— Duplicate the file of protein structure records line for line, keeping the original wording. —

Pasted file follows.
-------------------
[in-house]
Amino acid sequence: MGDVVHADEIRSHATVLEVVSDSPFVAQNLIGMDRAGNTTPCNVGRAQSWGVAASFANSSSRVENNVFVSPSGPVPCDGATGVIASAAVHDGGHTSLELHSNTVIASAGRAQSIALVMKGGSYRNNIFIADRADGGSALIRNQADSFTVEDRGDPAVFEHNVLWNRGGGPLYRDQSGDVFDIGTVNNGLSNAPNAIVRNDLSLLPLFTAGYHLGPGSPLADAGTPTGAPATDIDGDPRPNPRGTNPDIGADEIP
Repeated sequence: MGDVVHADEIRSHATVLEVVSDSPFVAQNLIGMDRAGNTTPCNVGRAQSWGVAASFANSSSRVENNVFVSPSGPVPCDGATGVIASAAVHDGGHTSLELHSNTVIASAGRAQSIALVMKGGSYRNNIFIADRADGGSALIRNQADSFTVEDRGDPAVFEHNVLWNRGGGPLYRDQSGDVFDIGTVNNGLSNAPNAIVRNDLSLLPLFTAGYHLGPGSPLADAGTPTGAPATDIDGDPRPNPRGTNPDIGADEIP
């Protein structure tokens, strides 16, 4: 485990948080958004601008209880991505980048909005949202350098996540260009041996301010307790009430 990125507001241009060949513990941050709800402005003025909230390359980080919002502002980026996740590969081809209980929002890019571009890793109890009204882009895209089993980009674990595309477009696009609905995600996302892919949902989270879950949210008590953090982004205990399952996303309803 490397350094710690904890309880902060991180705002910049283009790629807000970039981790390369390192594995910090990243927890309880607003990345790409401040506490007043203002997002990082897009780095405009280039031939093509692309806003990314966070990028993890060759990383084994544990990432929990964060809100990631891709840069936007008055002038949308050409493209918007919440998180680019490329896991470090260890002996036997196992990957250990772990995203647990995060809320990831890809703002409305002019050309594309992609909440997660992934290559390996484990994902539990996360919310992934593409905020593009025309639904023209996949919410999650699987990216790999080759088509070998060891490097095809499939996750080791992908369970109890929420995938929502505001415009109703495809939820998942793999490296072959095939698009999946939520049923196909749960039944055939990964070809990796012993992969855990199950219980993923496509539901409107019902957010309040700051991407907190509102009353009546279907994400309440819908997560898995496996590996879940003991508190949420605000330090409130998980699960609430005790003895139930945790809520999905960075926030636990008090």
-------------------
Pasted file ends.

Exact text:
[in-house]
Amino acid sequence: MGDVVHADEIRSHATVLEVVSDSPFVAQNLIGMDRAGNTTPCNVGRAQSWGVAASFANSSSRVENNVFVSPSGPVPCDGATGVIASAAVHDGGHTSLELHSNTVIASAGRAQSIALVMKGGSYRNNIFIADRADGGSALIRNQADSFTVEDRGDPAVFEHNVLWNRGGGPLYRDQSGDVFDIGTVNNGLSNAPNAIVRNDLSLLPLFTAGYHLGPGSPLADAGTPTGAPATDIDGDPRPNPRGTNPDIGADEIP
Repeated sequence: MGDVVHADEIRSHATVLEVVSDSPFVAQNLIGMDRAGNTTPCNVGRAQSWGVAASFANSSSRVENNVFVSPSGPVPCDGATGVIASAAVHDGGHTSLELHSNTVIASAGRAQSIALVMKGGSYRNNIFIADRADGGSALIRNQADSFTVEDRGDPAVFEHNVLWNRGGGPLYRDQSGDVFDIGTVNNGLSNAPNAIVRNDLSLLPLFTAGYHLGPGSPLADAGTPTGAPATDIDGDPRPNPRGTNPDIGADEIP
């Protein structure tokens, strides 16, 4: 485990948080958004601008209880991505980048909005949202350098996540260009041996301010307790009430 990125507001241009060949513990941050709800402005003025909230390359980080919002502002980026996740590969081809209980929002890019571009890793109890009204882009895209089993980009674990595309477009696009609905995600996302892919949902989270879950949210008590953090982004205990399952996303309803 490397350094710690904890309880902060991180705002910049283009790629807000970039981790390369390192594995910090990243927890309880607003990345790409401040506490007043203002997002990082897009780095405009280039031939093509692309806003990314966070990028993890060759990383084994544990990432929990964060809100990631891709840069936007008055002038949308050409493209918007919440998180680019490329896991470090260890002996036997196992990957250990772990995203647990995060809320990831890809703002409305002019050309594309992609909440997660992934290559390996484990994902539990996360919310992934593409905020593009025309639904023209996949919410999650699987990216790999080759088509070998060891490097095809499939996750080791992908369970109890929420995938929502505001415009109703495809939820998942793999490296072959095939698009999946939520049923196909749960039944055939990964070809990796012993992969855990199950219980993923496509539901409107019902957010309040700051991407907190509102009353009546279907994400309440819908997560898995496996590996879940003991508190949420605000330090409130998980699960609430005790003895139930945790809520999905960075926030636990008090």